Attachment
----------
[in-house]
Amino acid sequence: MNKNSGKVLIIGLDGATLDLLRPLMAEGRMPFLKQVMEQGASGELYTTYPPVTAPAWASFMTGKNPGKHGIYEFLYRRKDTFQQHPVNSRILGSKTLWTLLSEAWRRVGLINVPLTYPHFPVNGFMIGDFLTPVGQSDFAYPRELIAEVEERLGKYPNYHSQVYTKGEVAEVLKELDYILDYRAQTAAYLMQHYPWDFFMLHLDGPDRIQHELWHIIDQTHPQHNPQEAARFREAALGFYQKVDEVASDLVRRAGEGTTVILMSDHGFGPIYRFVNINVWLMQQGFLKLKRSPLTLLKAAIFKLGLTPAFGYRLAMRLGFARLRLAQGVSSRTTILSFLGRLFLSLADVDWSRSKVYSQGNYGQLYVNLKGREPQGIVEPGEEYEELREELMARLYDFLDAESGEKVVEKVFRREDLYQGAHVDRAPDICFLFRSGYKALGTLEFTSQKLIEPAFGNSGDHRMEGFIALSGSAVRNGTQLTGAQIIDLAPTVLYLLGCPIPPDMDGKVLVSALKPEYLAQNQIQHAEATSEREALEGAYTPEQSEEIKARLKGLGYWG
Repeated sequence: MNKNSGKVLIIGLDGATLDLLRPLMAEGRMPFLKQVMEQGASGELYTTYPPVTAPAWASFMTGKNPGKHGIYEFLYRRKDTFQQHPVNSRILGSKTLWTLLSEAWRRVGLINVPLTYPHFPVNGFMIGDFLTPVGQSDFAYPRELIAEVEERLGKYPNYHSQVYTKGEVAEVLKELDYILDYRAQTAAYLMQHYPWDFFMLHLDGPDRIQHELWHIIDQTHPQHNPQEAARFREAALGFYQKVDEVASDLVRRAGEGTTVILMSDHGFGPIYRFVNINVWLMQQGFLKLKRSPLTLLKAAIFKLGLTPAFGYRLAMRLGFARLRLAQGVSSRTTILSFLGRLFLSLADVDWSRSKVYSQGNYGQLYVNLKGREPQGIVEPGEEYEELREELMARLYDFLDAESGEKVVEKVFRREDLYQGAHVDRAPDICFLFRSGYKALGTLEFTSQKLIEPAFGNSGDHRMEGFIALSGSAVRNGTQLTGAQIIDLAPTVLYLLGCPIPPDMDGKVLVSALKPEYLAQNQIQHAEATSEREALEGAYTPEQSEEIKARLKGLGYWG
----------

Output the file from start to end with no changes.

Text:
[in-house]
Amino acid sequence: MNKNSGKVLIIGLDGATLDLLRPLMAEGRMPFLKQVMEQGASGELYTTYPPVTAPAWASFMTGKNPGKHGIYEFLYRRKDTFQQHPVNSRILGSKTLWTLLSEAWRRVGLINVPLTYPHFPVNGFMIGDFLTPVGQSDFAYPRELIAEVEERLGKYPNYHSQVYTKGEVAEVLKELDYILDYRAQTAAYLMQHYPWDFFMLHLDGPDRIQHELWHIIDQTHPQHNPQEAARFREAALGFYQKVDEVASDLVRRAGEGTTVILMSDHGFGPIYRFVNINVWLMQQGFLKLKRSPLTLLKAAIFKLGLTPAFGYRLAMRLGFARLRLAQGVSSRTTILSFLGRLFLSLADVDWSRSKVYSQGNYGQLYVNLKGREPQGIVEPGEEYEELREELMARLYDFLDAESGEKVVEKVFRREDLYQGAHVDRAPDICFLFRSGYKALGTLEFTSQKLIEPAFGNSGDHRMEGFIALSGSAVRNGTQLTGAQIIDLAPTVLYLLGCPIPPDMDGKVLVSALKPEYLAQNQIQHAEATSEREALEGAYTPEQSEEIKARLKGLGYWG
Repeated sequence: MNKNSGKVLIIGLDGATLDLLRPLMAEGRMPFLKQVMEQGASGELYTTYPPVTAPAWASFMTGKNPGKHGIYEFLYRRKDTFQQHPVNSRILGSKTLWTLLSEAWRRVGLINVPLTYPHFPVNGFMIGDFLTPVGQSDFAYPRELIAEVEERLGKYPNYHSQVYTKGEVAEVLKELDYILDYRAQTAAYLMQHYPWDFFMLHLDGPDRIQHELWHIIDQTHPQHNPQEAARFREAALGFYQKVDEVASDLVRRAGEGTTVILMSDHGFGPIYRFVNINVWLMQQGFLKLKRSPLTLLKAAIFKLGLTPAFGYRLAMRLGFARLRLAQGVSSRTTILSFLGRLFLSLADVDWSRSKVYSQGNYGQLYVNLKGREPQGIVEPGEEYEELREELMARLYDFLDAESGEKVVEKVFRREDLYQGAHVDRAPDICFLFRSGYKALGTLEFTSQKLIEPAFGNSGDHRMEGFIALSGSAVRNGTQLTGAQIIDLAPTVLYLLGCPIPPDMDGKVLVSALKPEYLAQNQIQHAEATSEREALEGAYTPEQSEEIKARLKGLGYWG